May 18, 2009
STRUTH with david ellis
IN his continuing search for the more weird, whacky and wonderous in the world of travel, DAVID ELLIS finds that between them, every fortnight the fifty aircraft of Australia's Royal Flying Doctor Service fly the equivalent of a return trip to the Moon.
And on an average day, their onboard medical crews treat 717 patients, hold 39 clinics and evacuates 99 emergency patients.
All this of course doesn't come cheap: it costs $180m a year to run the service, the money coming from Federal, State and Territory governments, commercial contracts, private donations, philanthropic grants, private trusts, events and fundraising.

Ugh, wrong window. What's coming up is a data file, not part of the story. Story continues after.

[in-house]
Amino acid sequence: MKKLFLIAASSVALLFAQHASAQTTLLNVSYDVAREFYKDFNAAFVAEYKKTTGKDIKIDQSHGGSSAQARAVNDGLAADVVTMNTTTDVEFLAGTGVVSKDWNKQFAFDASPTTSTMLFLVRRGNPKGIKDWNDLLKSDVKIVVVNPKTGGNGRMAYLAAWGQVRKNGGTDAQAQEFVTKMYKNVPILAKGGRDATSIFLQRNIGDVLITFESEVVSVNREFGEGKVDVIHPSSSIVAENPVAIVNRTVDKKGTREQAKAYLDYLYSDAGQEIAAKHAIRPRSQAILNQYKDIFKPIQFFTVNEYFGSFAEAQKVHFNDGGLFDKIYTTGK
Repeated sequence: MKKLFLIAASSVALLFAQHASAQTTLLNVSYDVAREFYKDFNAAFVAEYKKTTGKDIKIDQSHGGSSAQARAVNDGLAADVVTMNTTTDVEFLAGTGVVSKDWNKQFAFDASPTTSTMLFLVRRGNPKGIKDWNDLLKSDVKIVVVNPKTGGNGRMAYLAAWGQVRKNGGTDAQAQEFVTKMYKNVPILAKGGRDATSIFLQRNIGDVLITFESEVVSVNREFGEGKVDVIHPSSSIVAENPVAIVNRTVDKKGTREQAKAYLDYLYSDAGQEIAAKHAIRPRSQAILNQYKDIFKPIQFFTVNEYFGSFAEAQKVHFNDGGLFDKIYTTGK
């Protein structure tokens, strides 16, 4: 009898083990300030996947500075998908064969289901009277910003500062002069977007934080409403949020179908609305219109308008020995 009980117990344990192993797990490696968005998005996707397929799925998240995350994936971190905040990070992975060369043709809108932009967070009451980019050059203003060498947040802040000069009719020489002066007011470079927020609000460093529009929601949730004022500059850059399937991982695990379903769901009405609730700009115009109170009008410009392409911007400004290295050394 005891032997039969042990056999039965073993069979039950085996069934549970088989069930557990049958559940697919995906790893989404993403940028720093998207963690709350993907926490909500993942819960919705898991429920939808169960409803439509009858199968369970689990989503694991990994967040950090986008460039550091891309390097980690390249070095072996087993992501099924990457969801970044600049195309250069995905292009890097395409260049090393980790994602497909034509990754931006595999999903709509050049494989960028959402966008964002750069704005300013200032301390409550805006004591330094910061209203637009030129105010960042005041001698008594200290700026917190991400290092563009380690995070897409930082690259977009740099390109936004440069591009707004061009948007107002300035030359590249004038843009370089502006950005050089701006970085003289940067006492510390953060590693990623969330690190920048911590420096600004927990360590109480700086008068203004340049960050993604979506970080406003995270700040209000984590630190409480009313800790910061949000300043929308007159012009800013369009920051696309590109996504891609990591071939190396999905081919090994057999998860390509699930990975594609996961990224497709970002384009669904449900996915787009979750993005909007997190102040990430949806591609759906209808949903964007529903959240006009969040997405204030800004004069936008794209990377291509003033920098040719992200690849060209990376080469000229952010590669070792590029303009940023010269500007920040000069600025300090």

If you'd like to help towards this with a donation, or get more information, contact Deb Hunt, RFDS (02) 9941 8888 or firstname.lastname@example.org or visit www.flyingdoctors.org.au
WING-NOTE: AN early flying doctor at Tennant Creek in the Northern Territory always carried a bag of old bolts with him, and when returning from the Outback with a patient would fly directly over the local mission station hospital... the number of bolts he dropped on the hospital roof would let the duty matron know whether the incoming patient needed a car or an ambulance to get to the hospital from the airstrip, and the kind of attention - from minor to major - they were going to require.
The mission station is still there, complete with the thousands of dings in its corrugated iron roof.